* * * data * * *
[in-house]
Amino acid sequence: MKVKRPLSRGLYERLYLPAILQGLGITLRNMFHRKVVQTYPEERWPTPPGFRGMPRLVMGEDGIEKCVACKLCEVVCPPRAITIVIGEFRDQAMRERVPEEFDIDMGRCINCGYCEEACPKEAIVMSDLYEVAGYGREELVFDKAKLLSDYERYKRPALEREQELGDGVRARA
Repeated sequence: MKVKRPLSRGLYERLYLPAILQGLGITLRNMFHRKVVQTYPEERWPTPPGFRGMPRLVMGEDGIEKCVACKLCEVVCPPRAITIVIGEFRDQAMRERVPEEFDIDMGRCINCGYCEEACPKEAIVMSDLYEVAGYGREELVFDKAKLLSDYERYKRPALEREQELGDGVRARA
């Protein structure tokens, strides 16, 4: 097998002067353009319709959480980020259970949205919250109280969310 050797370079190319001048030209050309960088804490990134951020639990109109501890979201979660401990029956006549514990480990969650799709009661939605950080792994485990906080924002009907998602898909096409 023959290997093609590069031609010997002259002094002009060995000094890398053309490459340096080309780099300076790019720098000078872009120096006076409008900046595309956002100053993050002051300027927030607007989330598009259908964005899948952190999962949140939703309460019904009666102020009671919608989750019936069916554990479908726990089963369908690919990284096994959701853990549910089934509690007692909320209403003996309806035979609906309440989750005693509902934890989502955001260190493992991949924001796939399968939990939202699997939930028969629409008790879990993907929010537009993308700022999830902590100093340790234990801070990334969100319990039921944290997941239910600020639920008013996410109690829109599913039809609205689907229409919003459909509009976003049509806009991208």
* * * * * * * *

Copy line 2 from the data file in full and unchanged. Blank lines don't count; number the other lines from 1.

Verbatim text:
Amino acid sequence: MKVKRPLSRGLYERLYLPAILQGLGITLRNMFHRKVVQTYPEERWPTPPGFRGMPRLVMGEDGIEKCVACKLCEVVCPPRAITIVIGEFRDQAMRERVPEEFDIDMGRCINCGYCEEACPKEAIVMSDLYEVAGYGREELVFDKAKLLSDYERYKRPALEREQELGDGVRARA